In languages like Java and C#, things are different. Here, the runtime checks our casts and will throw an exception if it thinks you have gone wrong. The consequences of this difference can sometimes be surprising.

Let’s look at an example. Suppose we have a base class Security defined like so:

public class Security
    int Id;
    public Security(int id)
        Id = id;

and two subclasses, Stock:

public class Stock : Security
    string Name;
    public Stock(int id, string name) : base(id)
        Name = name;

and Bond:

public class Bond : Security
    double Rate;
    public Bond(string name, double rate) : base(id)
        Rate = rate;

Now if we have a reference of type Security, that actually points to a Stock, we can happily downcast it to a reference of type Stock, like this:

Security s1 = new Stock(1, "GOOG");
Stock AsStock = (Stock)s1;

Because, Stock is a subtype of Security we can cast a reference to a Stock to a reference to a Security. This works because every Stock will have all the fields of a Security, in the same relative locations in memory.

However, if you have a reference of type Security that points to a Security or a Bond, and try and cast it to a Stock, you’ll have trouble. If we run the following code

Security s1 = new Bond(1, 0.02);
Stock AsStock = (Stock)s1;

we will see a run time exception of the form:

Unhandled exception. System.InvalidCastException: Unable to cast object of type 'Casting.Bond' to type 'Casting.Stock'.

This makes sense, the runtime knows that the object we have a reference to is not a Stock. It knows that we can’t cast this object to a stock in a sensible way. So the runtime stops us by throwing an exception.

Let’s look at a slightly more complicated example. Suppose, instead of a single object, we had a whole array of them. The following code:

Security[] securities = new Stock[]{new Stock(1, "ABC"), new Stock(2, "DEF")};
Stock[] stocks = (Stock[]) securities; 

will run happily. We can cast a reference of type Security[] that points to a Stock[], to a reference of type Stock[]. However if we try

Security[] securities = new Security[]{new Stock(1, "ABC"), new Stock(2, "DEF")};
Stock[] stocks = (Stock[]) securities; 

we will get an InvalidCastException:

Unhandled exception. System.InvalidCastException: Unable to cast object of type 'Casting.Security[]' to type 'Casting.Stock[]'.

This might seem a little surprising. The objects in our array are still actually Stocks. We know that we can cast a reference of type Security that points to a Stock to a reference of type Security. Why can’t we cast the Security[] reference to a Stock[] reference?

It’s a subtle one. When we cast an array reference, we are not casting the objects in the array, we are casting the array itself. So in the first array example, we are casting a reference of type Security[] to a reference of type Stock[]. The runtime knows that the reference actually points to an object of type Stock[], so this is fine. There will only ever be Stock objects in this array. Even though we have a reference of type Security[] pointing to this array, we can’t do something like:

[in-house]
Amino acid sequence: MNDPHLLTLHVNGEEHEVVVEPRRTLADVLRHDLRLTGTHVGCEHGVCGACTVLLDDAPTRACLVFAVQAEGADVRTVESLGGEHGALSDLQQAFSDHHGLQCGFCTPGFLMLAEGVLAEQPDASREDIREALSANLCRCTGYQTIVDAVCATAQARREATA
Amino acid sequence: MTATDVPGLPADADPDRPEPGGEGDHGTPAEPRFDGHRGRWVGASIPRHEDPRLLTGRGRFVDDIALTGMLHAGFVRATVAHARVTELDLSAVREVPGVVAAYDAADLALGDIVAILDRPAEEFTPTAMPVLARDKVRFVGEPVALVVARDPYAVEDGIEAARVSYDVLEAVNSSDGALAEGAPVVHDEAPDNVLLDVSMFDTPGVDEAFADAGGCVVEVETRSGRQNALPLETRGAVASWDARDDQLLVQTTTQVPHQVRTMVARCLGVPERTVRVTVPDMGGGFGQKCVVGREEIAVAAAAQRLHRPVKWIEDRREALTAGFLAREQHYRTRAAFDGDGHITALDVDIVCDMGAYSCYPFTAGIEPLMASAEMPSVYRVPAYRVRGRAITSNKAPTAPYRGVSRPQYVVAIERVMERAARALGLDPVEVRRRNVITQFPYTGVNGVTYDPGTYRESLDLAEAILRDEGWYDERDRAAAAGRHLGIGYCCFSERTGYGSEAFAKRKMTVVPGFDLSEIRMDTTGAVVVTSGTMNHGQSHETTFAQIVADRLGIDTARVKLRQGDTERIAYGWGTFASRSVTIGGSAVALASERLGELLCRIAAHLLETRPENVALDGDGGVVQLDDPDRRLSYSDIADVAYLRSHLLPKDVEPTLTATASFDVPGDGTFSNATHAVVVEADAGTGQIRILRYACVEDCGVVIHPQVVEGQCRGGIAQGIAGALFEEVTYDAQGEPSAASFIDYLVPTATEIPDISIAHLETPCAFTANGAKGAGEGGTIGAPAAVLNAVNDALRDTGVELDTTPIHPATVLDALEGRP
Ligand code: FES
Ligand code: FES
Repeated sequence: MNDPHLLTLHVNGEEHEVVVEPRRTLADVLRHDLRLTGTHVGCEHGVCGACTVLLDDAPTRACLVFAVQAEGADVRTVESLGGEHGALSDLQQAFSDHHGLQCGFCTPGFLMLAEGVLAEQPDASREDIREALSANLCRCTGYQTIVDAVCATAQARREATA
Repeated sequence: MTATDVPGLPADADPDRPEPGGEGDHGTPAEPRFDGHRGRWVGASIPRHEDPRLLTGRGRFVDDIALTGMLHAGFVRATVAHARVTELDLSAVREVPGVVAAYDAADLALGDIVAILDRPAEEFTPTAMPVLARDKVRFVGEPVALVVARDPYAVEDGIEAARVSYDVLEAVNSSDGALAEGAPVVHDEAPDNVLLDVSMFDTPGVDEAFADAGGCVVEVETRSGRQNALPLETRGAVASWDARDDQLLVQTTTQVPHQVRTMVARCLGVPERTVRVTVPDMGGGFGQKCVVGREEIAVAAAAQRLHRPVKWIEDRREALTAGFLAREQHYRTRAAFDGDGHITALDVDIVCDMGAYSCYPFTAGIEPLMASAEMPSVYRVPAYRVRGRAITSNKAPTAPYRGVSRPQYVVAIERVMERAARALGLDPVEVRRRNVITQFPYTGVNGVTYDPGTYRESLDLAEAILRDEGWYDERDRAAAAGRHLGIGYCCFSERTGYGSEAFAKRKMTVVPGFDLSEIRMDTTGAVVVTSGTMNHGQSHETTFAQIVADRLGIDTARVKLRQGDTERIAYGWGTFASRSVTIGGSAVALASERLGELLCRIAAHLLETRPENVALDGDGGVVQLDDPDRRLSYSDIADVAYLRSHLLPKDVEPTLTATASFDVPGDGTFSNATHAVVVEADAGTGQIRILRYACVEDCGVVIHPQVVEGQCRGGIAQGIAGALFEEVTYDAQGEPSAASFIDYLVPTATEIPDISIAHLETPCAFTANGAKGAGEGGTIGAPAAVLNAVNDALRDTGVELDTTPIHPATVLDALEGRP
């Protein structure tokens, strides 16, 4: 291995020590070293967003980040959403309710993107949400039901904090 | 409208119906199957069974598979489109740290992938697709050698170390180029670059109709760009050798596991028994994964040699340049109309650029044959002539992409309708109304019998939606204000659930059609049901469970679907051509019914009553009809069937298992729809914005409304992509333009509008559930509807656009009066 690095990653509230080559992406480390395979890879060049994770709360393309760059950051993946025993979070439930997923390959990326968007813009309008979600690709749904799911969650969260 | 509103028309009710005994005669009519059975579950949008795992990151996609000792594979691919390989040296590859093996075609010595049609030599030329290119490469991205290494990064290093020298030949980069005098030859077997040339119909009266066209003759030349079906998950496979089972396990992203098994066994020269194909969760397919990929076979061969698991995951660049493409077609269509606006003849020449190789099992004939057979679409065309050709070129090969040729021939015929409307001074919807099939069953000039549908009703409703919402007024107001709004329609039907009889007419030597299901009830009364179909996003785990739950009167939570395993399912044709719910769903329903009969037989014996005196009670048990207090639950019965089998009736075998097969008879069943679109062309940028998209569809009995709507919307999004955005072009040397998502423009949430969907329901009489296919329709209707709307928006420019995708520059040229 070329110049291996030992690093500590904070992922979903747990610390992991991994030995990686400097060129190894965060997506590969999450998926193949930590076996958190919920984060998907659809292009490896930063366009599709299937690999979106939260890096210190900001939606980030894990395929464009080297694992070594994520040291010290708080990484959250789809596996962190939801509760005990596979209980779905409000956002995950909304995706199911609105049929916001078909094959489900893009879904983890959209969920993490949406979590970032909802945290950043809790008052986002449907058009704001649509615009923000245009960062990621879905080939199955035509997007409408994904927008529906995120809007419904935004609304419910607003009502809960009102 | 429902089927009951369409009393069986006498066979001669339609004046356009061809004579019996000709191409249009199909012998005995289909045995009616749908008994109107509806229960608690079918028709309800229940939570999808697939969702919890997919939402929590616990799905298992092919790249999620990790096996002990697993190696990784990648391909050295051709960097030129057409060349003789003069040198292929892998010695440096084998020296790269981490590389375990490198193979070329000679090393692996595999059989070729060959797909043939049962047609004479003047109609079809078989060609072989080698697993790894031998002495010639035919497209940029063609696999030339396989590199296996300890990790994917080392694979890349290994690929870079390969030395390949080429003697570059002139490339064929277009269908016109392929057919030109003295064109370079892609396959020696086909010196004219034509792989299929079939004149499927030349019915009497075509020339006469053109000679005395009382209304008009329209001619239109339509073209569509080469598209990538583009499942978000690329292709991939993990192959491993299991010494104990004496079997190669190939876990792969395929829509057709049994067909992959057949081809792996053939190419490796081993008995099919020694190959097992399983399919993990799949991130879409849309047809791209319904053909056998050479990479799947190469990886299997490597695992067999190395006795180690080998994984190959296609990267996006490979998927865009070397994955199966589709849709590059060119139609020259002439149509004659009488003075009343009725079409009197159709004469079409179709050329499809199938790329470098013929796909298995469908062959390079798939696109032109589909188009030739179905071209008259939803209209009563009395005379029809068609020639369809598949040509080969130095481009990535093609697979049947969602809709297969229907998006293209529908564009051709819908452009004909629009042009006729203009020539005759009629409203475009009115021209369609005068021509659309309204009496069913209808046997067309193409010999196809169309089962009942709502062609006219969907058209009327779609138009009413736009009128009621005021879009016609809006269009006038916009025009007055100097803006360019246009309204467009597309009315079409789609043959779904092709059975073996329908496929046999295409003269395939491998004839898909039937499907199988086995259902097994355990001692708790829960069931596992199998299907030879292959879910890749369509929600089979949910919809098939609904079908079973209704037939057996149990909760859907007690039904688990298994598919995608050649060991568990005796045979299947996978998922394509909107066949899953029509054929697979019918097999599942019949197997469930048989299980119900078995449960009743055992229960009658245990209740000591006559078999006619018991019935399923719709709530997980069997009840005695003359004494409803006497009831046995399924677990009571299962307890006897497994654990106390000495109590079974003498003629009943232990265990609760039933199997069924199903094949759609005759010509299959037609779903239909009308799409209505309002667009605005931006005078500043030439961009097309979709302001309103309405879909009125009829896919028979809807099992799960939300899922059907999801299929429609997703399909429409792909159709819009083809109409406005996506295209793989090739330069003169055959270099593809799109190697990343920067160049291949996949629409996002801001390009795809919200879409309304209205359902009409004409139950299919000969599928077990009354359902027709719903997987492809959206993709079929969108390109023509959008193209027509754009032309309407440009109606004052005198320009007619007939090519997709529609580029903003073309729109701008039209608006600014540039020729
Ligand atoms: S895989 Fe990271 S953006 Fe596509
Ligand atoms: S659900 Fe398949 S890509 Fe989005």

Security[] securities = new Stock[]{new Stock(1, "ABC"), new Stock(2, "DEF")};
securities[0] = new Bond(2, 0.02);

the runtime knows that our array is of type Stock[], to it throws an exception:

Unhandled exception. System.ArrayTypeMismatchException: Attempted to access an element as a type incompatible with the array.

However, in the second example, we have a reference of type Security[] that points to an array of type Security[]. Although this array only contains stocks, the runtime cannot in general say whether that is true or not. Suppose we had done something like this instead:

Security[] securities = new Security[]{new Stock(1, "ABC"), new Stock(2, "DEF")};
securities[0] = new Bond(2, 0.02);
Stock[] stocks = (Stock[]) securities; 

We can of course add a Bond to an array of type Security[], the runtime doesn’t keep track of all this, which is why it has no way of knowing if the securities array really does contain objects of type Stock or something else.

The name of this type of casting is Covariance. Eric Lippert, one of the original designers of C#, has a pretty good blog about it. The really important point is that when we have an array of some base type, even if we are able to downcast the individual members of that Array, the runtime might stop us from downcasting the entire array.

This tripped me up in my day job last week. I was performing a data load that returned an array of type Security[], I knew this array contained only objects of type Stock and so I cast it to Stock[]. I merged this into master, but then our regression tests failed. Thankfully my mistake was caught before making it into prod.

Don’t Use Objects in Python – part 3

So my previous blog posts, were posted on reddit and I got a lot of interesting feedback. I’ve decided to address the issues that were brought up all together in one place, and this is it! I’ve grouped all the different ideas that came up into their own sections below.

This is against community guidelines